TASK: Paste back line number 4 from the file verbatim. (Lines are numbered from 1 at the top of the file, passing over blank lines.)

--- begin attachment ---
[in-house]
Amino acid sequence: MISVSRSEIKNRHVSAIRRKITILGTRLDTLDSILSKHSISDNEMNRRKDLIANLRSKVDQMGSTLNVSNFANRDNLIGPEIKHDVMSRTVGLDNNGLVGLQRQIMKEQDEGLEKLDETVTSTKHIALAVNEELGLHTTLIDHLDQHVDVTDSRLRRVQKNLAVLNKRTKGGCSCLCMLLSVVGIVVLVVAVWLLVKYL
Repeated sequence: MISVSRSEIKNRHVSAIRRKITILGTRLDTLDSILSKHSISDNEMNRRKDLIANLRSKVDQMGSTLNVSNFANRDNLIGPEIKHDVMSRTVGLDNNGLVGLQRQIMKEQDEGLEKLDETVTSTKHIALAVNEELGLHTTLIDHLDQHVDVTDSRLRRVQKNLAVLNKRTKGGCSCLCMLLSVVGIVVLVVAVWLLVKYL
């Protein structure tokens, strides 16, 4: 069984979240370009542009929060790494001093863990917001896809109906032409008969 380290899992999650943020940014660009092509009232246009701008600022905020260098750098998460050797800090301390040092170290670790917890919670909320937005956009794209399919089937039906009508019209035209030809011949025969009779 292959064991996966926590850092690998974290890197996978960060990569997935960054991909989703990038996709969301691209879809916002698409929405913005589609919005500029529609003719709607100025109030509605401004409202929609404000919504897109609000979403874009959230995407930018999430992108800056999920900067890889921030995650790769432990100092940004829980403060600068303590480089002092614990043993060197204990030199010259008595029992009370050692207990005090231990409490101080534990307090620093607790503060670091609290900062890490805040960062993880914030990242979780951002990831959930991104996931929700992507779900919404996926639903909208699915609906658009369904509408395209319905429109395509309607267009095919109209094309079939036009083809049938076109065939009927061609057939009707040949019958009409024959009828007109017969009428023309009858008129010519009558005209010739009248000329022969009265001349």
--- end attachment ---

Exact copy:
């Protein structure tokens, strides 16, 4: 069984979240370009542009929060790494001093863990917001896809109906032409008969 380290899992999650943020940014660009092509009232246009701008600022905020260098750098998460050797800090301390040092170290670790917890919670909320937005956009794209399919089937039906009508019209035209030809011949025969009779 292959064991996966926590850092690998974290890197996978960060990569997935960054991909989703990038996709969301691209879809916002698409929405913005589609919005500029529609003719709607100025109030509605401004409202929609404000919504897109609000979403874009959230995407930018999430992108800056999920900067890889921030995650790769432990100092940004829980403060600068303590480089002092614990043993060197204990030199010259008595029992009370050692207990005090231990409490101080534990307090620093607790503060670091609290900062890490805040960062993880914030990242979780951002990831959930991104996931929700992507779900919404996926639903909208699915609906658009369904509408395209319905429109395509309607267009095919109209094309079939036009083809049938076109065939009927061609057939009707040949019958009409024959009828007109017969009428023309009858008129010519009558005209010739009248000329022969009265001349």